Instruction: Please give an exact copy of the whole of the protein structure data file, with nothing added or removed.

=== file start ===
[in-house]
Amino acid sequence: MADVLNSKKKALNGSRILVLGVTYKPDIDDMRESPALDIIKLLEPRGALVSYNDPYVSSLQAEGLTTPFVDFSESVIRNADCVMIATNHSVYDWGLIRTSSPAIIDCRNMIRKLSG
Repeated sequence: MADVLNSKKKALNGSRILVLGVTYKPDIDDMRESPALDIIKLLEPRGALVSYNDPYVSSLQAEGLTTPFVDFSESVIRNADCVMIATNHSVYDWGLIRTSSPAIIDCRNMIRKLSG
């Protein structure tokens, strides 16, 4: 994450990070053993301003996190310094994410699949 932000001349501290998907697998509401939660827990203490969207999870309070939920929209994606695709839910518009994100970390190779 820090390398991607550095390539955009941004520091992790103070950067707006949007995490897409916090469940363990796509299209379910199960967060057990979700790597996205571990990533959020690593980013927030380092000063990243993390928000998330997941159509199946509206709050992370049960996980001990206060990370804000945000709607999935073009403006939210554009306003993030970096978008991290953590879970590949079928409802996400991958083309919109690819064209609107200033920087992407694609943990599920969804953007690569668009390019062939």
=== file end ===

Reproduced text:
[in-house]
Amino acid sequence: MADVLNSKKKALNGSRILVLGVTYKPDIDDMRESPALDIIKLLEPRGALVSYNDPYVSSLQAEGLTTPFVDFSESVIRNADCVMIATNHSVYDWGLIRTSSPAIIDCRNMIRKLSG
Repeated sequence: MADVLNSKKKALNGSRILVLGVTYKPDIDDMRESPALDIIKLLEPRGALVSYNDPYVSSLQAEGLTTPFVDFSESVIRNADCVMIATNHSVYDWGLIRTSSPAIIDCRNMIRKLSG
């Protein structure tokens, strides 16, 4: 994450990070053993301003996190310094994410699949 932000001349501290998907697998509401939660827990203490969207999870309070939920929209994606695709839910518009994100970390190779 820090390398991607550095390539955009941004520091992790103070950067707006949007995490897409916090469940363990796509299209379910199960967060057990979700790597996205571990990533959020690593980013927030380092000063990243993390928000998330997941159509199946509206709050992370049960996980001990206060990370804000945000709607999935073009403006939210554009306003993030970096978008991290953590879970590949079928409802996400991958083309919109690819064209609107200033920087992407694609943990599920969804953007690569668009390019062939």